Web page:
PORTSMOUTH — Blighted and vacant buildings are an issue that at least two political candidates in Portsmouth agree requires work from the city, yet solutions to this problem seem to deviate.
Positioning himself as pro-business, Sandlin said this route does not build on this vision. Rather, this tax hurts property owners who want to use their space for good.
“I truly believe, along with councilperson Martell and the other council members that the City of Portsmouth has a problem with the vacant and blighted buildings,” he said, selling real estate in Portsmouth since 2018. “I think where I probably disagree with the proposed legislation is the way in which we approach the problem.”
Sandlin said vacant homes and storefronts are the result of a bigger problem facing the city: the economy. Much like “Field of Dreams,” if a stronger local economy is built, the end of vacancies would come.
“The taxing or punishing of business owners, I believe will end up in the turnover of buildings to the city,” he said, comparing it to the ongoing situation with the Martings building. “The city doesn’t have the budget for that, I believe.”
With an improving financial state in the city, Sandlin does support its economic development plans along the riverfront. Plans like these should be in the forefront, he feels as Portsmouth strives to earn its title as the comeback city.
“We have to reinvent ourselves,” he said, promoting that the city and local businesses continue seeking out grant money. “We, as a city council especially, have to have the image that we are open for business. Taxing is not how you draw investors.”
Even in the early stages of these discussions, Martell senses that some in the community like Sandlin do not back his proposal. In his opinion, however, it is the best way to move the city forward while tackling problems facing the city, listing code enforcement and litter programs as the primary beneficiaries.
“There are some people that have been apprehensive to the idea because I think they misunderstood what this is all about,” he said, unoccupied buildings of at least 60 days being the primary focus. “My purpose behind this isn’t to penalize, but to try to entice and encourage building owners to look beyond their building and see the bigger picture.”
Included in this larger view, Martell said the local real estate market has felt the sting of these vacancies due to dwindling property values. The Fifth Third Bank on Chillicothe Street serves as an example of this where its price has decreased “dramatically,” over the past few years.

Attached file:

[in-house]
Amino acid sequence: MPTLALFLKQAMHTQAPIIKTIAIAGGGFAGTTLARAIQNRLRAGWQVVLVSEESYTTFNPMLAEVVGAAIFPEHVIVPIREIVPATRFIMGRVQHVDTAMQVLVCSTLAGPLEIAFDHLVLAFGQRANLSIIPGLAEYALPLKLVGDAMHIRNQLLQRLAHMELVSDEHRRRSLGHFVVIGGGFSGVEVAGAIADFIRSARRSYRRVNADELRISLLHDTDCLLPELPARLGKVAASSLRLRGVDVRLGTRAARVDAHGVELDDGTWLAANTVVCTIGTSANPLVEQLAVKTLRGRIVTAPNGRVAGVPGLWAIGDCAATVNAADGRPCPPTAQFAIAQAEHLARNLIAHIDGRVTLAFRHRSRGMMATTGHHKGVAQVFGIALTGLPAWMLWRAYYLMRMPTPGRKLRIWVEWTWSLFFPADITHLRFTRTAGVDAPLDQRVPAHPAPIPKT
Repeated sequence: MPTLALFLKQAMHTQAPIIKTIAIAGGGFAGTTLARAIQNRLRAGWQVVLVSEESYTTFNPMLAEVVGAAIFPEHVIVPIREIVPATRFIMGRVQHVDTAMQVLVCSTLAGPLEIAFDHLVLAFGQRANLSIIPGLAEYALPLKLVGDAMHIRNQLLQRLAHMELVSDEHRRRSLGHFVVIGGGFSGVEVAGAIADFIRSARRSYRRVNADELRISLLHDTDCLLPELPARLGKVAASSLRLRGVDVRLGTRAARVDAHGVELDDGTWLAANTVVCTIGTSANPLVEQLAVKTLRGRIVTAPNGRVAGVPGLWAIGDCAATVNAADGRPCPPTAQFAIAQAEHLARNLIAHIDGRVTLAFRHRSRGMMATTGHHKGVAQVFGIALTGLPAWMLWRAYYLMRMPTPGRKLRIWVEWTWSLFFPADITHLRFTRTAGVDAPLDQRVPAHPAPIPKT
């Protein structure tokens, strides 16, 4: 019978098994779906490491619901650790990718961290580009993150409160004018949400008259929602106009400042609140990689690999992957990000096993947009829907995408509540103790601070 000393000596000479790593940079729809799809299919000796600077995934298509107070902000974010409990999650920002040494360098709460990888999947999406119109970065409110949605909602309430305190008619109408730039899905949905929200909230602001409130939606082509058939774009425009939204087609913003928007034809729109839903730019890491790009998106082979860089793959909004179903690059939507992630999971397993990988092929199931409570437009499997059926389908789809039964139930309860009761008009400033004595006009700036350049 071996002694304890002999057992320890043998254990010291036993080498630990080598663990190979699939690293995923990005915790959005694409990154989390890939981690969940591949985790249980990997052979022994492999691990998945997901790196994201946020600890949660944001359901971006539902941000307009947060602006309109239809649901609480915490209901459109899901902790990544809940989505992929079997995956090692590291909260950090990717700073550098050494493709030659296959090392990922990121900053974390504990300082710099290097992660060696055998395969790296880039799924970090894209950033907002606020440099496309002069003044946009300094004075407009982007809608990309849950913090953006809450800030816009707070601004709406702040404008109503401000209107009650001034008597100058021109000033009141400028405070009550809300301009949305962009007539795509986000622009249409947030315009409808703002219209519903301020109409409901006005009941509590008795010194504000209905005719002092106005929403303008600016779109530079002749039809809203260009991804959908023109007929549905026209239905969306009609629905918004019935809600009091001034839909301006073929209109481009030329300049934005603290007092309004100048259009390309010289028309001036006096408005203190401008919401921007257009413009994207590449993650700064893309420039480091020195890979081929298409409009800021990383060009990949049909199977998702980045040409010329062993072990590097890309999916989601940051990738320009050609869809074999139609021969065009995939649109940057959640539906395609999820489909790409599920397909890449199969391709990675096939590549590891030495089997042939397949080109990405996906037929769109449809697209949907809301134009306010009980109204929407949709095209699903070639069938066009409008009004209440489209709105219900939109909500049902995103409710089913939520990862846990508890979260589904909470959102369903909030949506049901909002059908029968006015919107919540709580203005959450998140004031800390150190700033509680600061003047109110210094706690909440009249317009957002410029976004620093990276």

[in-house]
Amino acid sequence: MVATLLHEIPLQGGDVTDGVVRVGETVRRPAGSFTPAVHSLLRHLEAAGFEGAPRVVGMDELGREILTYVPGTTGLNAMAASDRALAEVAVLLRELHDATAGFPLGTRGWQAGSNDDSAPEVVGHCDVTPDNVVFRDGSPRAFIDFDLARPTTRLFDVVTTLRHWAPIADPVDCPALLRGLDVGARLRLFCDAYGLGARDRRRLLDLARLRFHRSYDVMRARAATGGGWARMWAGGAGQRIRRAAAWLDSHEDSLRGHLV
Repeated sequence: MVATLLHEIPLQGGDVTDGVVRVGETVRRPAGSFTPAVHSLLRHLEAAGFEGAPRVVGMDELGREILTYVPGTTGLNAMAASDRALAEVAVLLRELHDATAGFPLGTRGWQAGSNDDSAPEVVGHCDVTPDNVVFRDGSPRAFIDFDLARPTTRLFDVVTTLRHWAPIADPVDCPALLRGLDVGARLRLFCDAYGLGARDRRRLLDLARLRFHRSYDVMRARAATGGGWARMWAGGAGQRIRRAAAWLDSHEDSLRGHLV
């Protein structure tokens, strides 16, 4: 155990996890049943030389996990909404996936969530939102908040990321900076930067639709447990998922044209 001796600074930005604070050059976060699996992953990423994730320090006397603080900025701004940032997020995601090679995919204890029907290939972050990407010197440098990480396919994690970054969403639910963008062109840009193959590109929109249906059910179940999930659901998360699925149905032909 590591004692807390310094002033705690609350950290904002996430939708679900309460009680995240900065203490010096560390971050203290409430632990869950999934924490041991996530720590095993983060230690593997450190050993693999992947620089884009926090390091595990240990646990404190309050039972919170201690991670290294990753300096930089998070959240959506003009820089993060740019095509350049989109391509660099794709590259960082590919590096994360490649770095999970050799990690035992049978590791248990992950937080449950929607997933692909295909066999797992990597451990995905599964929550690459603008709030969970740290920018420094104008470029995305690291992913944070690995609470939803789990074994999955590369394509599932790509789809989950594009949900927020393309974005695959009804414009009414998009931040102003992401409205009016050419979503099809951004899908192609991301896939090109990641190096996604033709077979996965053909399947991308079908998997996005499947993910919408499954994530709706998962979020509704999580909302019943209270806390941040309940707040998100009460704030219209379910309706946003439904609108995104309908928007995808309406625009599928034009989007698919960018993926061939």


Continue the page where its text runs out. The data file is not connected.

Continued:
According to the Scioto County auditor website, the four-story, 65-year-old building had a total value of $2.8 million in 2004 before dropping to $1.3 million in 2006. Its value has increased slightly since then, measured to be $1.43 million in value as of Monday.
“This has been a problem here for a long time, blight buildings and empty buildings,” said Martell. “They have been a real eyesore, and not just an eyesore. They’ve hurt this city by sitting for a very, very long time.”
Details of the tax are still being developed, the city needing to determine penalties and just how much to charge these owners. The form of the tax- a flat fee or fee for by square footage- is also an open question although Martell believes a flat fee differing for residential and commercial buildings is the best route to take.
Exemptions have been formed, Martell saying those who have submitted floor plans with the state, actively renovating a building, facing financial hardships, and listed buildings as for sale to not be considered parties with the tax.
Just as Sandlin and Martell as the write-in candidate, the issue could find its way on the ballot. Council is already weighing whether voters should choose to adopt a Wholesale Electricity Purchase/Renewable Energy Program in the Nov. 2 general election.
“It’s putting a lot of confidence in our city to essentially do what we need to get done,” said Martell, saying that most of whom he has spoken with back his proposal. “If it does get voted down, then what? Do we continue to sit here and look at these boarded-up windows?”
Reach Patrick Keck (740)-353-3501 ext. 1931, by email at firstname.lastname@example.org, or on Twitter @pkeckreporter.
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